This is not the big update that everyone has been waiting for, but at least there are a few things that will definitely catch your eye. For example, support has been added for systemd and upstart to control the Hamachi service, the network list is now immediately updated after going online or offline in a network, and the update interval count is now reset after each manual update.
This past weekend I wrote about NVIDIA planning to release a huge Linux driver update that would finally bring overclocking support under Linux to GeForce 400/500/600/700 series hardware. That milestone has now been realized with the 337.12 Beta driver release and besides overclocking it has a bunch of other features.
Any option other than keeping your existing Windows XP system is going to cost money, hassles, or both. So why not give Linux a try? It is a mature, rock-solid professional computing platform you can rely on. You can download it for free, copy it to a USB stick or DVD, and try it without installing it to your hard drive. If there is enough room on your hard drive, you can install Linux alongside XP and choose the one you want to run at boot. If your XP computer is powerful enough and you have your original installation media, you can run XP inside a virtual machine on Linux. Yes, you can have it all.
"The underlying GNU/Linux operating system was upgraded. This release is based on the Debian Sid repository, as of April 7, 2014," reads the official changelog.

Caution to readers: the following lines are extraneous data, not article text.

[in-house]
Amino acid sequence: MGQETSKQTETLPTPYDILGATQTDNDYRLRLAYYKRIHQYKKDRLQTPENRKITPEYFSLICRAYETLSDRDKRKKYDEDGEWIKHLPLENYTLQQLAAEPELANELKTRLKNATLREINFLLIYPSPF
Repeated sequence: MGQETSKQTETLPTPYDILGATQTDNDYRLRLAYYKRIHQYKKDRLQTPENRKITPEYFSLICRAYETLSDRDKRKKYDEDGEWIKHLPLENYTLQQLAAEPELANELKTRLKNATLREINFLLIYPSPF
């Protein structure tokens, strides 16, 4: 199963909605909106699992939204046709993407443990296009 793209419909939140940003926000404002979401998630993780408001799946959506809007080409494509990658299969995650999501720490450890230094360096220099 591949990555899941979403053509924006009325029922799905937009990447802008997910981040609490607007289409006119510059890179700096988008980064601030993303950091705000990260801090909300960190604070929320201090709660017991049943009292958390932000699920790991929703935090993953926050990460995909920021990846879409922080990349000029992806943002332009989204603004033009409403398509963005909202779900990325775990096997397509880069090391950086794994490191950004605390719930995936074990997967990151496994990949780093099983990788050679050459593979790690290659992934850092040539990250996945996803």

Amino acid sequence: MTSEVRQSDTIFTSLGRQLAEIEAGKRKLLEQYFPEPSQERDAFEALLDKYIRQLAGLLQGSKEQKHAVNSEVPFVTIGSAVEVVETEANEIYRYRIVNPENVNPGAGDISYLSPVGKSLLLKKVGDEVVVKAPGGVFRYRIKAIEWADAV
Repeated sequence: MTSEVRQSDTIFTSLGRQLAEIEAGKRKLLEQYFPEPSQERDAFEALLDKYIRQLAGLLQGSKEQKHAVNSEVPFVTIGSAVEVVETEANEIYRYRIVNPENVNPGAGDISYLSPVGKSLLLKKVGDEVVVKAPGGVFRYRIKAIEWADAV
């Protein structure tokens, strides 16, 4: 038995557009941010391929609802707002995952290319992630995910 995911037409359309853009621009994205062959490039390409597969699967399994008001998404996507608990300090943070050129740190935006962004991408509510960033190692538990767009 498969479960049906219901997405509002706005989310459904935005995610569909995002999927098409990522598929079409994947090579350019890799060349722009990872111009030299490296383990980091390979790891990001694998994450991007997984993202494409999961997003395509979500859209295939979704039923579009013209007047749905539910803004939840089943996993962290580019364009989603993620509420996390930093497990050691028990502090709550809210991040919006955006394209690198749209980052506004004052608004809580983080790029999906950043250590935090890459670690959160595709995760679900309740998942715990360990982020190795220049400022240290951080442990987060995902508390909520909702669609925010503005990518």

The Linux kernel has remained the same, 3.13.6, and this is one of the most recent ones available. It's very likely that the next development version will feature Linux kernel 3.14.
As we've reported many times, the diminutive $25/$35 Linux computer dubbed Raspberry Pi has emerged as one of the biggest open source stories anywhere over the past couple of years. It's attracted all kinds of developers and tinkerers, is now running many different flavors of Linux, and there is even now a supercomputer consisting of many Pi devices lashed together with Lego pieces. In some of the more exotic new applications for Raspberry Pi, it's being used in music, robotics and security scenarios.
A serious conflict of interests that nobody in the media is talking about; Codenomicon is headed by Microsoft’s Howard A. Schmidt
It used to be a rallying cry, then it turned into speculation and finally it became a joke: That the next year, or the one after that, or very soon at least, would be “the year of the Linux desktop”. Even the meaning of the term has changed a bit, depending on the time and the publication. Maybe it means the year when Linux will be a majority operating system on desktop computers. Maybe it means that Linux accounts for a significantly increased share of the market.
It's doubtful there are many people out there at this point that don't already know that support for Windows XP will come to an end tomorrow, April 8th. Despite that, a number of individuals and businesses will continue to run the operating system.
This doesn't likely apply to those maintaining an HTPC, as this tends to be a more geek-savvy set, but no doubt a few are out there. For those users, XBMC has passed its judgment, and the verdict is Linux.
Microsoft's Windows XP dies on April 8, and I will not be among those who mourn its loss. The sad part about the death of XP is that those who still run it might not even realize that their operating system is now dead.
Today, as Microsoft discontinues support for Windows XP, a 12 year old operating system, users all over the world find themselves with only a few options to choose from as they move on. It's not surprising that Microsoft encourages users to migrate to Windows 8.1, but of course, there are other alternatives. The best one by far is Linux. With over 100 distributions, Linux not only offers flexibility, but also reliability and support.